The next part is creating a hop trellis.  Hops can grow 30+ vertical feet.  The higher they climb, the more cones they will produce, as cones are mostly produced by horizontal side-arms that grow out from the plant above a certain height.    Just remember that you need a way of picking the hops from their lofty height, either by lowering or using a ladder.  A trellis can follow many different designs, from a single pole, to a clothesline-like structure, to the beautiful and complex form of the hopsail.  My first little hops garden used the simplest and most effective bamboo design imaginable.  Take a 2×2 and cut the end into a sharp point with a hacksaw or other cutting tool.  Then, soak the ground at your site with water, and drive the 2×2 into the ground with a sledgehammer or axe butt, standing on a step ladder, until it is secure.  Cut the longest piece of bamboo you can find and tie a string or two to the top for each of your plants, with enough length to reach the ground.  Lash the bamboo to the 2×2, and tie the strings to the ground for your plants to climb.  This design is extremely effective because it is very tall but extremely sturdy.  Bamboo is flexible and strong.  The 2×2 keeps it securely upright.  You can use a heat gun to cure the piece of bamboo first which will improve its lifespan, or just replace it in a year or two.  When you are ready to harvest, simply untie the bamboo and lower your hops to the ground.  Here is a picture of my very forlorn-looking simple bamboo trellis in the dead of winter:

2013-02-13 13.38.58

After planting, you should see shoots within a month or so.  Some rhizomes take over a month to sprout, but about one in ten are defective.  Hopefully all of yours take off!  Once the shoots have grown about a foot, wrap them around the strings of your trellis.  They will naturally climb.  Normally, you would trim all but one or two of the shoots from each plant, but in the first year, you want to let all of them grow.  In Virginia, spring rains take care of all the watering during the first month or so of growth.  Once the plants begin to establish themselves, regular watering will ensure rapid growth.  I usually water once every two days.  Hops grow at an incredibly fast rate, sometimes a visible amount each day, so they need plenty of water.  About mid-season, you want to use some fertilizer.  I use Dr. Earth 10-10-10.  You can also keep adding compost.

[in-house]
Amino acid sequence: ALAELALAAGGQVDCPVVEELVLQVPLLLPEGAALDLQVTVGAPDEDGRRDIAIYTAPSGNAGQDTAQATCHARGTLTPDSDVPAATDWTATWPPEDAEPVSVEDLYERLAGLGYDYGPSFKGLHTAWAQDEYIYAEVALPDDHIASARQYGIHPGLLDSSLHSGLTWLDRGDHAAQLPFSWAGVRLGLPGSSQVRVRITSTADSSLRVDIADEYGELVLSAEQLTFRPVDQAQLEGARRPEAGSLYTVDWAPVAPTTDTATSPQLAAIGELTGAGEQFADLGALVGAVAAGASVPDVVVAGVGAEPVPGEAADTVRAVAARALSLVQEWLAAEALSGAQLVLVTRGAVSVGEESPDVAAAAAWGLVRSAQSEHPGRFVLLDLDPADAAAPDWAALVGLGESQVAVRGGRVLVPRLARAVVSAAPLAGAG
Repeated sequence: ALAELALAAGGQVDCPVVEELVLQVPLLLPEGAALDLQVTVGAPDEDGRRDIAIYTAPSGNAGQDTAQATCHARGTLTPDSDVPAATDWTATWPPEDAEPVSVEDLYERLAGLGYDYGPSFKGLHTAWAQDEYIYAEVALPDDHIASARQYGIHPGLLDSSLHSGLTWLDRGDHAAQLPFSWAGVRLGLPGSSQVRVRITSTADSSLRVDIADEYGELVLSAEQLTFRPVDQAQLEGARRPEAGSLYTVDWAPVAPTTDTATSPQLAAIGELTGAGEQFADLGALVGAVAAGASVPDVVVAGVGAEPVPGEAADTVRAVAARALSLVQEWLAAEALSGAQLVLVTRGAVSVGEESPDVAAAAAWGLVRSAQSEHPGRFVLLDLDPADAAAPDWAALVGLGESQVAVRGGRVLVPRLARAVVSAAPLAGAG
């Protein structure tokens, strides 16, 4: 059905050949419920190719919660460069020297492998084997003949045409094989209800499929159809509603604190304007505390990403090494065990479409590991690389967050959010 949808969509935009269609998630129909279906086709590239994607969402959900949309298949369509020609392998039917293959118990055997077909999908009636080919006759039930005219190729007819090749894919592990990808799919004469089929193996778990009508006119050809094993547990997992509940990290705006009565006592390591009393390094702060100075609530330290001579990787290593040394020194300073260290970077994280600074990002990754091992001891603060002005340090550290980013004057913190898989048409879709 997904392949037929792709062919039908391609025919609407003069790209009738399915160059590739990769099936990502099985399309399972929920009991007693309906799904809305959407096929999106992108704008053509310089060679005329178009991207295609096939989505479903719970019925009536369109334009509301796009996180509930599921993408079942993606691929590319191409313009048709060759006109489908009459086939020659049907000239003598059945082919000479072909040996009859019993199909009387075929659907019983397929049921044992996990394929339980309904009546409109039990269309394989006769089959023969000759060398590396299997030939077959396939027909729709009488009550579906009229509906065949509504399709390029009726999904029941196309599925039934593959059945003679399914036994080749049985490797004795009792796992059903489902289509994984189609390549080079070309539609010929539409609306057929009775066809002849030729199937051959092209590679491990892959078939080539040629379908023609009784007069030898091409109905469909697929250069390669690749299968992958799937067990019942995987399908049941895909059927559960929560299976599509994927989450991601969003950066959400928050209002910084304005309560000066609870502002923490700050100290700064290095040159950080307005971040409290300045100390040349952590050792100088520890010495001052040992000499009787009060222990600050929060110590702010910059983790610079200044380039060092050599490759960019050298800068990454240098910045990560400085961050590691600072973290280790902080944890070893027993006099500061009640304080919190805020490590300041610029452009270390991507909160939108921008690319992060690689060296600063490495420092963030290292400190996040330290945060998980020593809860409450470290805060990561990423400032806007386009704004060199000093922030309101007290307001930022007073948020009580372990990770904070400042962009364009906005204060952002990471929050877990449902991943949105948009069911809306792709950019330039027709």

In Virginia, the most significant threat to your hops is Japanese beetles.  If they begin to congregate in your garden, your hops are in trouble.  First year hops can’t withstand a Japanese beetle assault.  Japanese beetles will rip them apart and are impervious to most pesticides.  Your choices are either to use a very strong pesticide such as Sevin, or hope that your plants survive.  I opted to use Sevin on my first hops garden, and even so, the beetles still did a significant amount of damage.  The Waterford garden is free of beetles, so this hasn’t been an issue, and my hops there remain organic.

In the next installment, I will show you how to harvest and store your hops and care for your garden into the second and third year!


About crookedrunbrewing